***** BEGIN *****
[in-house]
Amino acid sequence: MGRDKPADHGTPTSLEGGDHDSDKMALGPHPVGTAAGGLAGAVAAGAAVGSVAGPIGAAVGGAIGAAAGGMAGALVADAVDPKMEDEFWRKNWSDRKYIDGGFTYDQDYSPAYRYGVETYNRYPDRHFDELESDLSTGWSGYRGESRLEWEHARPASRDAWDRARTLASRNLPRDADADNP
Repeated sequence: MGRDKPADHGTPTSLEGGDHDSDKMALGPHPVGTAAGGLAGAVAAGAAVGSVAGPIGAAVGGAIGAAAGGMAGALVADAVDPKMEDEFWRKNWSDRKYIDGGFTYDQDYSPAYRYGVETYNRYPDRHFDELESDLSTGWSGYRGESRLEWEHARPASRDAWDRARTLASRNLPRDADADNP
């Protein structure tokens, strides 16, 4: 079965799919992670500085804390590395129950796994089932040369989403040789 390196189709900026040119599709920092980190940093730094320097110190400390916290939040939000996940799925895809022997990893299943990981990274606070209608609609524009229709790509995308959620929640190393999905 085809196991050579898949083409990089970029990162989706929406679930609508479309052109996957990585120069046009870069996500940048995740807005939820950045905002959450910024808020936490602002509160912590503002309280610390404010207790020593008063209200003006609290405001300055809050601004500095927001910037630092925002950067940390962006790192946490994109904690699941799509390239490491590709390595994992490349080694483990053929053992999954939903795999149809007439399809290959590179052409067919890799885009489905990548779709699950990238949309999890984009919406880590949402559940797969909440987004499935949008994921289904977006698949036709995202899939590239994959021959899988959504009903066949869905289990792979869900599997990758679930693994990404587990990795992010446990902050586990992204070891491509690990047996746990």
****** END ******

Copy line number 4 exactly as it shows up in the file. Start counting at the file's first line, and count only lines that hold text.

């Protein structure tokens, strides 16, 4: 079965799919992670500085804390590395129950796994089932040369989403040789 390196189709900026040119599709920092980190940093730094320097110190400390916290939040939000996940799925895809022997990893299943990981990274606070209608609609524009229709790509995308959620929640190393999905 085809196991050579898949083409990089970029990162989706929406679930609508479309052109996957990585120069046009870069996500940048995740807005939820950045905002959450910024808020936490602002509160912590503002309280610390404010207790020593008063209200003006609290405001300055809050601004500095927001910037630092925002950067940390962006790192946490994109904690699941799509390239490491590709390595994992490349080694483990053929053992999954939903795999149809007439399809290959590179052409067919890799885009489905990548779709699950990238949309999890984009919406880590949402559940797969909440987004499935949008994921289904977006698949036709995202899939590239994959021959899988959504009903066949869905289990792979869900599997990758679930693994990404587990990795992010446990902050586990992204070891491509690990047996746990």